Let the hostility begin! After all, it’s almost December and we are just warming up for the “Merry Christmas” versus “Happy Holidays” argument. It is such a great example for a time of year where warmth and love is supposed to be the primary objective and it seems like a “no-brainer” to me, but yet, we all know what’s going to happen, right? The Politically Correct will step behind the driver’s seat and steer us into a minefield where the intention of the season is completely lost. And no, this blog is not about Christmas…it’s about Yoga!
If I didn’t confirm this story as being real, I actually thought it was a story in “The Onion”, a self-described farcical newspaper. It seems that free Yoga classes at the University of Ottawa have been cancelled due to concerns by the Student Union of “Cultural Insensitivity”. Whaaaaaat? See what I mean? You can’t believe it either, can you? Unless you are one of “them”. You know who you are. You are usually over-sensitive and hyper-critical of things the majority of humanity just get over, or more importantly…respect! Let’s use the Christmas argument briefly. We stopped saying “Merry Christmas” due to the risk of offending people who don’t believe in or celebrate the event that happens every December 25th. I truly believe most people care not about this absurd debate but they get sucked into the vortex of the politics, or more directly, politically correct. I have written and spoken extensively about this subject ever since it surfaced 25 years ago and I address it every year not because I think I am right but because I am profoundly concerned about how a small minority of voices get to drive the proverbial car I referenced earlier.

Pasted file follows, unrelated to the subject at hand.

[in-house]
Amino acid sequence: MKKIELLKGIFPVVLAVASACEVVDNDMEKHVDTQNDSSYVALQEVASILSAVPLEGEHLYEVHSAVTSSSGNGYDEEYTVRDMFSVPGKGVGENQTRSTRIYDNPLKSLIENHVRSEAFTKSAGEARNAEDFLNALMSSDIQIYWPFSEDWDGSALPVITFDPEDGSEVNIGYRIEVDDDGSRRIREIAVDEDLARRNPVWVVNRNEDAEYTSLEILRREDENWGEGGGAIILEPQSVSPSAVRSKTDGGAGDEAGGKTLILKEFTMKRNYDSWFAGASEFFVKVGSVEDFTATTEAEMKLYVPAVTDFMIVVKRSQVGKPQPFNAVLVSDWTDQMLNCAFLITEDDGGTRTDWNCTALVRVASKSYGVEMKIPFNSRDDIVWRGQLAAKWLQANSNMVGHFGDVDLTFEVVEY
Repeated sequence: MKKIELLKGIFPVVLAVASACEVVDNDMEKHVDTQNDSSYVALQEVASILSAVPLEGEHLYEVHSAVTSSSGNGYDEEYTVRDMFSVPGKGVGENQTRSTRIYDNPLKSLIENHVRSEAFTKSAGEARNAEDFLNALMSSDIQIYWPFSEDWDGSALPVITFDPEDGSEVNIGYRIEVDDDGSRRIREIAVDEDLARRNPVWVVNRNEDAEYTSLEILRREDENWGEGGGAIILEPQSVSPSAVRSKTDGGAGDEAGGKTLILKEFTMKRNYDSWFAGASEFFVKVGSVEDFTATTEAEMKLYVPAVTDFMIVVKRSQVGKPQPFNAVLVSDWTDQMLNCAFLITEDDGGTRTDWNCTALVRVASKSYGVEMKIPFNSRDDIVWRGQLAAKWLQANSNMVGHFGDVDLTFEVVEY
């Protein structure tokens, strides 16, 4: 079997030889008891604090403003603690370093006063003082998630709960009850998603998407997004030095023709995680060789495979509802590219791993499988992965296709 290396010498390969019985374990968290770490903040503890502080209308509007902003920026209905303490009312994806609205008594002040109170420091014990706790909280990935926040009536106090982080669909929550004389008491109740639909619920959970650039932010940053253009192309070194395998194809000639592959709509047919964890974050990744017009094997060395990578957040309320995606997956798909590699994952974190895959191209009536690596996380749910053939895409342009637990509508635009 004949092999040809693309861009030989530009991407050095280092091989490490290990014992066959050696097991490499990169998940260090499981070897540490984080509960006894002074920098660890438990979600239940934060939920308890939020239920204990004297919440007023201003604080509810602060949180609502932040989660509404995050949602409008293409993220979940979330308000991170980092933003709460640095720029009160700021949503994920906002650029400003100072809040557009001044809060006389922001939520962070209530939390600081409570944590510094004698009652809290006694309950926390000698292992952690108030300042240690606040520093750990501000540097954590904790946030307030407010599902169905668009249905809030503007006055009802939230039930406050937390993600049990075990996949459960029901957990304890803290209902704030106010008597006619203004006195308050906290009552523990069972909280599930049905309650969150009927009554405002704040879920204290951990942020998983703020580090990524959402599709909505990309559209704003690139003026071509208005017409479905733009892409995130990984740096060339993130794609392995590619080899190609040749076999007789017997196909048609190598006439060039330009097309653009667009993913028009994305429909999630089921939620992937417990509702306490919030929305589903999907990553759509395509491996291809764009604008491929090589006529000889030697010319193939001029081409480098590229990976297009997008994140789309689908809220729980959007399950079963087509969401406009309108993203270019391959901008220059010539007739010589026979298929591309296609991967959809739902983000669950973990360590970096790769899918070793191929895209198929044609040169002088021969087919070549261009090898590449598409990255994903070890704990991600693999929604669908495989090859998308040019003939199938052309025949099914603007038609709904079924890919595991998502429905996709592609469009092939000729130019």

My first encounter with “these people” happened when I got involved in “disability advocacy” in 1981. I found myself completely intimidated by other handicapped folks who I deemed as extremely angry about the inequity in their lives. I will not dive into the deep end of the pool here as this subject alone could be a book but let me simply connect some dots here. If you have met me, heard me, read me or just heard about me, would you characterize me as angry or joyous? I have grumpy moments, especially when my Saskatchewan Roughriders suck, but I am the real deal! I am not boasting.
Having a positive attitude to me is not just about my work. I like to state that I became a positive person who became a motivational speaker. My parents were my guides. They were never, ever, angry or hostile, or mean spirited and bluntly, they dealt with a lot of idiots who saw me as nothing more than a freak of nature! The names I have heard, the jokes at my expense, and yes a multitude of bullies should have made me “one of them”, but I don’t like “them”, so why would I want to be one? And don’t get me wrong. Activism has changed many things that needed changing and our attitude towards some issues have made a huge difference. One of my favourite examples is after the Vietnam War, returning veterans were often called “baby killers”! Our newest returning vets are called “Wounded Warriors”. Big difference, huh? And that is my exact point.